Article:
By Chris Edwards
WOODVILLE – The Tyler County Commissioners Court approved an ordinance at its Monday morning meeting to prohibit the disposal of solid waste in certain parts of the county.
County Judge Jacques Blanchette said the county has been working on drafting the ordinance for several months, and according to the county’s legal counsel, Eric Magee, the ordinance is the only way to guarantee any protection, statutorily, for areas of the county should a developer want to build a landfill.
“Counties have very limited authority for regulations” regarding landfills, Magee said. By designating areas of the county where solid waste disposal is not permitted, the county is taking a proactive approach, he said.
The topic has arisen in other counties and with controversy, Magee said. Precinct 2 Commissioner Stevan Sturrock first brought it to the other commissioners and Blanchette after receiving information at a commissioners’ training seminar earlier in the year.
Magee said the ordinance guarantees protection for areas in the county and said that although no developers or companies have approached Tyler County yet, the ordinance would necessitate that any interested parties approach the county for permission.
The discussion concerning the ordinance took place during a public hearing held prior to the regular meeting on Monday morning. One resident, Rick Russler, spoke in favor of the ordinance and of the potential benefits of a landfill. “If a landfill is well-run and well-operated in the right location, then I don’t think it presents a danger,” he said.
Russler also spoke of the potential financial value of a landfill to the county. “It could easily be the biggest taxpayer in the county,” he said.
During Monday’s meeting, the commissioners also approved a resolution concerning articles of incorporation and by-laws for appointing directors to the Southeast Texas Flood Control District, Local Government Corporation.
The topic was discussed during a workshop early Monday morning, and is being establishing to help protect area residents against future flooding.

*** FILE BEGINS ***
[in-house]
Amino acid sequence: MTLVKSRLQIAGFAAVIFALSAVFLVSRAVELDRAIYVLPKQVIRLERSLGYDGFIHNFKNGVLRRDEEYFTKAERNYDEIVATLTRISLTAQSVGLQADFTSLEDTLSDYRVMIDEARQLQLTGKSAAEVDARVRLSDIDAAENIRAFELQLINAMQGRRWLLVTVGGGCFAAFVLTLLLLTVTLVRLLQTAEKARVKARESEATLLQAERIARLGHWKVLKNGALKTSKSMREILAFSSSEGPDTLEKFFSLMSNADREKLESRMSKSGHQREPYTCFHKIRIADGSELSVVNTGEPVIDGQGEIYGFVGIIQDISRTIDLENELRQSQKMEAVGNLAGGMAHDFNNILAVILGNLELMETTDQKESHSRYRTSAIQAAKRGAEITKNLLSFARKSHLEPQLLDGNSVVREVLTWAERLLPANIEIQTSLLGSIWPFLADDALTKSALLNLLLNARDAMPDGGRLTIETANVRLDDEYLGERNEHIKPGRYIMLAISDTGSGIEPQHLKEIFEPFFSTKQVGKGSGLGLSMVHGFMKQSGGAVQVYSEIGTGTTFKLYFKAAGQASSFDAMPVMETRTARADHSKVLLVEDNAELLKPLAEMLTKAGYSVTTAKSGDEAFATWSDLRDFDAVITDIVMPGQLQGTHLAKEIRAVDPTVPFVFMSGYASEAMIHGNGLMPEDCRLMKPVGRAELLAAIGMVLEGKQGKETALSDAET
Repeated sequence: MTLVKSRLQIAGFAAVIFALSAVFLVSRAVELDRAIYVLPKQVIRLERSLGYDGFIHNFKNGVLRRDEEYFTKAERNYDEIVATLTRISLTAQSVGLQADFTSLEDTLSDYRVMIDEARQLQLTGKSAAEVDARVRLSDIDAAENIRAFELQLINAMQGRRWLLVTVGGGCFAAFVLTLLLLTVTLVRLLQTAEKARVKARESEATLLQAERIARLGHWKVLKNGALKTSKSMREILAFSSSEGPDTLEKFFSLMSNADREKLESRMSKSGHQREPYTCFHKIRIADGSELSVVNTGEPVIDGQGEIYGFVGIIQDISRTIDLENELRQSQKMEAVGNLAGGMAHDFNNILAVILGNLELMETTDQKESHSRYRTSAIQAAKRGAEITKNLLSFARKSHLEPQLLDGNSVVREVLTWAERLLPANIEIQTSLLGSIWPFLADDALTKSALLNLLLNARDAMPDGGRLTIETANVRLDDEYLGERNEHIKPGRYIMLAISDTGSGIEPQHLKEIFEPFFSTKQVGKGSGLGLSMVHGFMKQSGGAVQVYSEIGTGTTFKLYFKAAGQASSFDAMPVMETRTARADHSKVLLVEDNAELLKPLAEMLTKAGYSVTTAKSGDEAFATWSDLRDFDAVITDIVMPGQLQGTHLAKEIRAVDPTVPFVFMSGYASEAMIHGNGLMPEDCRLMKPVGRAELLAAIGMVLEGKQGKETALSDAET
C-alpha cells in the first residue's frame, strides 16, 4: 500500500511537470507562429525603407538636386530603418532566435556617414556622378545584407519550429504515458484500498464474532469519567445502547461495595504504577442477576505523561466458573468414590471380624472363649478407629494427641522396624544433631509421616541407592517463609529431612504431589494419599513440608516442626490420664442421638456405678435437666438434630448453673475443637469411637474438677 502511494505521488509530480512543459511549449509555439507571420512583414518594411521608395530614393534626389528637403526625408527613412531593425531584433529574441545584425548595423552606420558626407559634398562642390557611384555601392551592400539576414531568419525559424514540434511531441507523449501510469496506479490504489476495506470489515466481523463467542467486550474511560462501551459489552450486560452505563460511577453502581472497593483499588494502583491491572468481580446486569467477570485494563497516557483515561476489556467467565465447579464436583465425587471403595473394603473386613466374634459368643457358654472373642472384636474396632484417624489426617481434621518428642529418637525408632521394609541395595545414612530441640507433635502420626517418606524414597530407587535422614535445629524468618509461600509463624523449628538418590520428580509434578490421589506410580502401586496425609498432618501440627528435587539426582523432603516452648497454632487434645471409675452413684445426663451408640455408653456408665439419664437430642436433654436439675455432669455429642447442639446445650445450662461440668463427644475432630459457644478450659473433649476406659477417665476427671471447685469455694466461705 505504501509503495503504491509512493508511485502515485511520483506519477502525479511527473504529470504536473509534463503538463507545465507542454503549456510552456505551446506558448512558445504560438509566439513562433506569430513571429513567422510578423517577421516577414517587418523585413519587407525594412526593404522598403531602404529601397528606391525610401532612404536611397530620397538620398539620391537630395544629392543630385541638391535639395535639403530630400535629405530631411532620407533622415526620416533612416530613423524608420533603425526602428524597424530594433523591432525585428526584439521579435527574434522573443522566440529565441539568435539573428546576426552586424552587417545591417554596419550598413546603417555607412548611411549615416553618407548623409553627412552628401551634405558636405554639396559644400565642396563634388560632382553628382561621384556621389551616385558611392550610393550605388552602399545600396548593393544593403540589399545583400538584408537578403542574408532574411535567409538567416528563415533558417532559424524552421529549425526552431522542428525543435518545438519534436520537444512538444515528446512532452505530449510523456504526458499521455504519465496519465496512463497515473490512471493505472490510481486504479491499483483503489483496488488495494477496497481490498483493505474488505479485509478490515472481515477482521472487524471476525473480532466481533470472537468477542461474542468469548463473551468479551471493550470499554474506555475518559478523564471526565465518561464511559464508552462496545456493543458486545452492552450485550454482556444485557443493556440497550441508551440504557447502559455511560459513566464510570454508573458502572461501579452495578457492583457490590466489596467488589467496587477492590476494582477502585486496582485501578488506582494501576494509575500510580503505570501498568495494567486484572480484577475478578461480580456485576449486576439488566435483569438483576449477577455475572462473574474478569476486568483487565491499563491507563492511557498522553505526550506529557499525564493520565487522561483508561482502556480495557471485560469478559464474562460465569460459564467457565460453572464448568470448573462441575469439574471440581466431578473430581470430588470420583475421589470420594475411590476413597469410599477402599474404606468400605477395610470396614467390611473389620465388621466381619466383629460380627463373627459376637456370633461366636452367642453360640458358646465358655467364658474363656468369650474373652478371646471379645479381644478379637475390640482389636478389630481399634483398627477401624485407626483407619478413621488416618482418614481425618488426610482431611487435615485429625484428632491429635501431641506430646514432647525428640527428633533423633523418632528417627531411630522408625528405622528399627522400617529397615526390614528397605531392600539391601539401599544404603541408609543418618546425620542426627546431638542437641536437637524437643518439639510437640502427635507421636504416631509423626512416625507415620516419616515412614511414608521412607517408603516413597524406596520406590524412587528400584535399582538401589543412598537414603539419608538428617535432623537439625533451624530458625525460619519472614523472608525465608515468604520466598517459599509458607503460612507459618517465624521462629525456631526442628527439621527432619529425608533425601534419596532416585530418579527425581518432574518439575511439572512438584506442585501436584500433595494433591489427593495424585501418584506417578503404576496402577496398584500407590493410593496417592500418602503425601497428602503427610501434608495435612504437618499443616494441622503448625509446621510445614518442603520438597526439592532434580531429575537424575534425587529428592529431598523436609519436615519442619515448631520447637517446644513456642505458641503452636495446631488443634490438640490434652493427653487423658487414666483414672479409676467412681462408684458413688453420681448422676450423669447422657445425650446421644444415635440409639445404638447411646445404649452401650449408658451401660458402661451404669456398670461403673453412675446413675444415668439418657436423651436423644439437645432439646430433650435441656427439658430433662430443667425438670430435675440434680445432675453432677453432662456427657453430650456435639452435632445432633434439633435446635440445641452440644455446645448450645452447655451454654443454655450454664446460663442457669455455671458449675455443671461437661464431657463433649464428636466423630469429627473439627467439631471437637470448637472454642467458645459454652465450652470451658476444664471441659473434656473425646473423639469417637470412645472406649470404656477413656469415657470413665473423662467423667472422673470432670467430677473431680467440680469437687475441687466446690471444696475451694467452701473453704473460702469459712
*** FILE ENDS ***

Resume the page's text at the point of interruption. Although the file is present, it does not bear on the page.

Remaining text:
The group will look at long-range planning for disaster mitigation and ways to protect infrastructure, industry, businesses and houses in the region against flooding, as well as looking at ways to design, develop and operate methods to reduce potential flood damage in the region.
Commissioners also voted to move forward with a couple of repair projects on county property. The bids for repair work on the courthouse roof were opened, and only one was received, from Marsh Waterproofing, Inc.
The bid will be submitted to architect Dohn LaBiche to see if it meets the requirements to be in compliance with the Texas Historical Commission.
For the renovations to the Tyler County Tax Office, commissioners voted to select Ken Jones as the project manager.
During Monday’s meeting, the Tyler County Commissioners Court also approved the following:
•Rick Russler was appointed to serve a three-year term on the Southeast Texas Groundwater Conservation District Board. Russler fills a position left by Jim Boone, who recently retired.
•Lewis DeHaven was recognized for 16 years of service as a volunteer driver for the Veterans Service Office.
•The resignation of Kelly Jobe as the Texas A&M Agrilife Extension Agent for Family and Community Health, effective on Dec. 31, was accepted.